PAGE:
Zibby: Wow. I have to say, as a mom of four, I worry about my death all the time, only in relation to how much they’ll miss me.

Kat: They would miss you so much.

Zibby: Not to pat myself on the back, but yes, my kids would miss me a lot. That’s the part I worry about all the time. Then I was reading your book and I was like, huh, a stuffed version of me for their — my dad was involved for a little while with the wax museum. I can’t remember what it’s called. Madame Tussauds Wax Museum. As a gift, they gave him a wax statue of himself with one of his actual suits and ties and shirts.

Kat: Oh, my gosh, no.

Zibby: Yeah, tailored in the same way. He always wears his pants a little too long, so he looks a little schlumpy in the bottom. I shouldn’t even say that. And his hair and his smile. Literally, he has it in his house. Every time anyone walks by, it’s like, ahh! So freaky. I’m like, I do not want to inherit that ever. No, no, no, not this thing.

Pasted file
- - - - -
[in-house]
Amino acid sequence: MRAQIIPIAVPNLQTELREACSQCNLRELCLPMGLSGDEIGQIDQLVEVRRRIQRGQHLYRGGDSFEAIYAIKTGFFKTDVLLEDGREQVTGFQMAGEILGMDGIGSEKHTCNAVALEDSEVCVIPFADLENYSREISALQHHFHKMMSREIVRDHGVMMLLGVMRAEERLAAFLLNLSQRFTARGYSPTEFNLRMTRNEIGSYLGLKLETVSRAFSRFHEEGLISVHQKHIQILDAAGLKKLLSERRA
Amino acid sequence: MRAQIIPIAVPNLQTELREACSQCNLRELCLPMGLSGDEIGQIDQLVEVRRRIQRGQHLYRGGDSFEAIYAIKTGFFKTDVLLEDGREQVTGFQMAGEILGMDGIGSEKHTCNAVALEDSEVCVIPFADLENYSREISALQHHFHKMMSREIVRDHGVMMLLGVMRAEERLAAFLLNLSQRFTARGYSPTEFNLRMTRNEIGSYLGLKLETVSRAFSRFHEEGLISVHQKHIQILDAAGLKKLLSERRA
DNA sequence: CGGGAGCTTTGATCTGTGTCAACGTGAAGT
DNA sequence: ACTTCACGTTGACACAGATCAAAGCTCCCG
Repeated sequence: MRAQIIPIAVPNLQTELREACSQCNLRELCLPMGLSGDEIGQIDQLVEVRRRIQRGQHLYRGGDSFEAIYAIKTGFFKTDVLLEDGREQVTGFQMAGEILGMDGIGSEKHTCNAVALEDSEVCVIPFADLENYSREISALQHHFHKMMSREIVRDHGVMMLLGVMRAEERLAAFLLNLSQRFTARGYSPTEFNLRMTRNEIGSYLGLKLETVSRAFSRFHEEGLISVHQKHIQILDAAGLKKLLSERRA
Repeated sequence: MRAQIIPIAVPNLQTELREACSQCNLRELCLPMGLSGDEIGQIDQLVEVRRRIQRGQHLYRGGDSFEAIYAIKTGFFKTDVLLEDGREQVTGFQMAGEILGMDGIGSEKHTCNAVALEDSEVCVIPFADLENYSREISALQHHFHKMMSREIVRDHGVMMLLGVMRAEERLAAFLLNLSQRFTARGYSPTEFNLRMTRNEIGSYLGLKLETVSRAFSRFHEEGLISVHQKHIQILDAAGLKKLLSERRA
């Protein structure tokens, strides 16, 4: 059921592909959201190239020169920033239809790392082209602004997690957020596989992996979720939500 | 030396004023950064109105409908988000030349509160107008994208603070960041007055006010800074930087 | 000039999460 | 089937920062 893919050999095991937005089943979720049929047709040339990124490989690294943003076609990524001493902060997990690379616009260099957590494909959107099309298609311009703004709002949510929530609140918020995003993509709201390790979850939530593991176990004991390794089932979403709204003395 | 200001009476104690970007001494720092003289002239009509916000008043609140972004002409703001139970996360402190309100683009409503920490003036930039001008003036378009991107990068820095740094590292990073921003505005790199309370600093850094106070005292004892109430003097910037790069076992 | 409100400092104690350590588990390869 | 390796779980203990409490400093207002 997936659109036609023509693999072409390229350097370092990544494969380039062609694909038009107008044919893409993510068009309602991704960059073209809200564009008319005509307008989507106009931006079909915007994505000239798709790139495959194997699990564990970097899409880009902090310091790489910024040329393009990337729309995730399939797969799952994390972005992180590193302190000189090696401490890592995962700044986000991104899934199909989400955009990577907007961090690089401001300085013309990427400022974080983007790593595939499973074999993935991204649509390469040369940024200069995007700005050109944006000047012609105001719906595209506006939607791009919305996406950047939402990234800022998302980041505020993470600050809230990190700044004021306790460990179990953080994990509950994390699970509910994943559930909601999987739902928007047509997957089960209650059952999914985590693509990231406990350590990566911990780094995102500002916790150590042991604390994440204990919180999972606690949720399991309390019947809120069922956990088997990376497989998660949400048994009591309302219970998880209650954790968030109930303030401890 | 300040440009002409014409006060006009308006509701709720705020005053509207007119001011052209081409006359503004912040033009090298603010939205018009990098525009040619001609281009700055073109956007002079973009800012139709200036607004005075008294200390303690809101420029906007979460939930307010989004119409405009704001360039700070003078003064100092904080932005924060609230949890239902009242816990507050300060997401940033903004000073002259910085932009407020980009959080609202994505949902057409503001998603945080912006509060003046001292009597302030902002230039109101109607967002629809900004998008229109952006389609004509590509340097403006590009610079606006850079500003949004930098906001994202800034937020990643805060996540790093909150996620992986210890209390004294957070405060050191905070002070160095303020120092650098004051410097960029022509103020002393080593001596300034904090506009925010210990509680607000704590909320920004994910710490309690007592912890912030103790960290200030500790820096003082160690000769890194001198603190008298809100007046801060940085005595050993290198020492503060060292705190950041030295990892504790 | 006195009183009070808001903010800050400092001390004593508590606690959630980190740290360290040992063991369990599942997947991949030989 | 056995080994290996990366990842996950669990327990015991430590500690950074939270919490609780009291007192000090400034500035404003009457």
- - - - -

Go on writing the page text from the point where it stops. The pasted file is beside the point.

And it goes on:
Kat: That’s exactly the type of thing that I think would be really hard to throw out too. I think you would donate it or put it somewhere.

Zibby: Yes, I would donate it somewhere not in the kitchen.

Kat: Over your kitchen table with orange juice just waiting, asking Zibby how you’re doing.

Zibby: It’s life-size too. It’s not even like I could hide it somewhere. You also wrote about grief in general a lot. You talked about, so sad, your brother’s, not stillborn, but he only lived a few hours, which is the saddest thing imaginable, at birth. You wrote, “This is the thing about grief. Despite how much we want to forget, how much we try to ignore, the dead are still here waiting, watching. I try to commit the exact location of my mother’s photo to memory — one, two, three, down; one, two, three, four, over — when a temple employee flicks the lights on and off.” Not exactly related to Jonathan’s death. Anyway, tell me about grief in general.